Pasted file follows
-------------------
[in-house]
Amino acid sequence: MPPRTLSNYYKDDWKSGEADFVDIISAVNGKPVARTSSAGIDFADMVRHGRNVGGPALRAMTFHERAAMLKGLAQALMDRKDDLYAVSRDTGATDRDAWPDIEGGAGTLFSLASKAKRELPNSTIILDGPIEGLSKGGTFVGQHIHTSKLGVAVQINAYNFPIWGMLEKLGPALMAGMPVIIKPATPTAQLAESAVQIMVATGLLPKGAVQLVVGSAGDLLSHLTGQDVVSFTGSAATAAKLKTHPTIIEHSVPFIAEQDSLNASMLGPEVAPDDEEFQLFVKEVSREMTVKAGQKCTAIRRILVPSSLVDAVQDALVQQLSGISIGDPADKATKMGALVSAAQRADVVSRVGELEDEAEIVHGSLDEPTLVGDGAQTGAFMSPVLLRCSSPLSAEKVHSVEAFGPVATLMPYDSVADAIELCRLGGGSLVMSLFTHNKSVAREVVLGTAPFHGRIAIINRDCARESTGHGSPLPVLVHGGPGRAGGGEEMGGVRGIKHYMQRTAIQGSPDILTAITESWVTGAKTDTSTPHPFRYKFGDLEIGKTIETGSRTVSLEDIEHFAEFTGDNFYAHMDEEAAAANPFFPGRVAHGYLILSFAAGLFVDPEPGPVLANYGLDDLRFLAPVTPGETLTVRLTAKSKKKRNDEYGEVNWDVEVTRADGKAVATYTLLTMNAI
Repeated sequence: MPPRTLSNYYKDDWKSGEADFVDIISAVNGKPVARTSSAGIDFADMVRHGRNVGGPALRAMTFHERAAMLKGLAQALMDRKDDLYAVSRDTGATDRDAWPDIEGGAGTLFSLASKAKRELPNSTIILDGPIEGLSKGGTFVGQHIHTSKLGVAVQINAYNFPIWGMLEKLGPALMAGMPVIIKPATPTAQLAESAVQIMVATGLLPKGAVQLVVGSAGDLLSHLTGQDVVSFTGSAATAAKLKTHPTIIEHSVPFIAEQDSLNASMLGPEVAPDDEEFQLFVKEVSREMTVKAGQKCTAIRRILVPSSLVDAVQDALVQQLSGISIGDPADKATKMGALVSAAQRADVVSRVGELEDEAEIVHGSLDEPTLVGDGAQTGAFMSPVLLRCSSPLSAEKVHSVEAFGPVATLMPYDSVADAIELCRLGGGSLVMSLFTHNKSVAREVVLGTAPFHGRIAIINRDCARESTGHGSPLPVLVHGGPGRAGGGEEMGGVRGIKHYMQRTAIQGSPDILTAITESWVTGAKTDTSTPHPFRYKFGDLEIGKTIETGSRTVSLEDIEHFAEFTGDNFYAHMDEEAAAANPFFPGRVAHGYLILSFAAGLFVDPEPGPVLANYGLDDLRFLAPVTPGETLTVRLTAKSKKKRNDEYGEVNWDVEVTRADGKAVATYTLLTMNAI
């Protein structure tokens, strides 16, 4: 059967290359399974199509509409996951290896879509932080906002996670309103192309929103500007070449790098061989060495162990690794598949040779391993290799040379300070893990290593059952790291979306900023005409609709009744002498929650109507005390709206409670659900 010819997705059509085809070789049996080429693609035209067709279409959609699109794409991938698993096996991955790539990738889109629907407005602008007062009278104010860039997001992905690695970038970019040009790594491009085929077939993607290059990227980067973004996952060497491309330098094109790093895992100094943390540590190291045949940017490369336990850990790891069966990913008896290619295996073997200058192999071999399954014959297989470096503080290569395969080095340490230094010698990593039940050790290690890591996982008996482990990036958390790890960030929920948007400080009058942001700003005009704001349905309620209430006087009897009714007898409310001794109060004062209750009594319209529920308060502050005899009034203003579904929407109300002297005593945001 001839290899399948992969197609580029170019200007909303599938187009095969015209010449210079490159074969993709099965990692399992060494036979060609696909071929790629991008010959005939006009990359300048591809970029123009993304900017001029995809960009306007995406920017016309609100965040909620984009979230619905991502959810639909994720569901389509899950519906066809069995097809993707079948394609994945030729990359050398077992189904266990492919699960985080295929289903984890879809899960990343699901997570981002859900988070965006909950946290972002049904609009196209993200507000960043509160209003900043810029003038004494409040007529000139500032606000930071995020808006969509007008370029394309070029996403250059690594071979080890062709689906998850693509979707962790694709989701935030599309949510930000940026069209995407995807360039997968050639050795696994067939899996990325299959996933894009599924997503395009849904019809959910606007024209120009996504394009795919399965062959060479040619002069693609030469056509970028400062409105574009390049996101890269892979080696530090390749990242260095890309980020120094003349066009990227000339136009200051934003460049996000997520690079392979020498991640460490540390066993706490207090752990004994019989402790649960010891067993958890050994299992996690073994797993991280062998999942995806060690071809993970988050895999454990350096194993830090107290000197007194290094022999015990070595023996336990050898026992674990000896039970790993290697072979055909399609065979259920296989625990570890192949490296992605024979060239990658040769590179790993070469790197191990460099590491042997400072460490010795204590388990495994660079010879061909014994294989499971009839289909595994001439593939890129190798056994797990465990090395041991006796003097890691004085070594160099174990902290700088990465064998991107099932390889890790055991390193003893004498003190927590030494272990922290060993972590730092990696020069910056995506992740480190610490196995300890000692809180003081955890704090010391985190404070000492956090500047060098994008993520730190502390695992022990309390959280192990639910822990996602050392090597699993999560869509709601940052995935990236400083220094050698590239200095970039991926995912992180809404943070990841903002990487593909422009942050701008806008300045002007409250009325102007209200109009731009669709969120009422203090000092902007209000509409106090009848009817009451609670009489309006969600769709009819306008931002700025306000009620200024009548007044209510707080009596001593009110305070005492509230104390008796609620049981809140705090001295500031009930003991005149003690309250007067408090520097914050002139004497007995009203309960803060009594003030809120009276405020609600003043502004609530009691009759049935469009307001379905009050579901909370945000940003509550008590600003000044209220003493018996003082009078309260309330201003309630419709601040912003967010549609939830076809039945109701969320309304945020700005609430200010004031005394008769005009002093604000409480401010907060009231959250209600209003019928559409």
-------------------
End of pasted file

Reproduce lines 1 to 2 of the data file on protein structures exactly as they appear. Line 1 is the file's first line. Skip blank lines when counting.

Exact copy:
[in-house]
Amino acid sequence: MPPRTLSNYYKDDWKSGEADFVDIISAVNGKPVARTSSAGIDFADMVRHGRNVGGPALRAMTFHERAAMLKGLAQALMDRKDDLYAVSRDTGATDRDAWPDIEGGAGTLFSLASKAKRELPNSTIILDGPIEGLSKGGTFVGQHIHTSKLGVAVQINAYNFPIWGMLEKLGPALMAGMPVIIKPATPTAQLAESAVQIMVATGLLPKGAVQLVVGSAGDLLSHLTGQDVVSFTGSAATAAKLKTHPTIIEHSVPFIAEQDSLNASMLGPEVAPDDEEFQLFVKEVSREMTVKAGQKCTAIRRILVPSSLVDAVQDALVQQLSGISIGDPADKATKMGALVSAAQRADVVSRVGELEDEAEIVHGSLDEPTLVGDGAQTGAFMSPVLLRCSSPLSAEKVHSVEAFGPVATLMPYDSVADAIELCRLGGGSLVMSLFTHNKSVAREVVLGTAPFHGRIAIINRDCARESTGHGSPLPVLVHGGPGRAGGGEEMGGVRGIKHYMQRTAIQGSPDILTAITESWVTGAKTDTSTPHPFRYKFGDLEIGKTIETGSRTVSLEDIEHFAEFTGDNFYAHMDEEAAAANPFFPGRVAHGYLILSFAAGLFVDPEPGPVLANYGLDDLRFLAPVTPGETLTVRLTAKSKKKRNDEYGEVNWDVEVTRADGKAVATYTLLTMNAI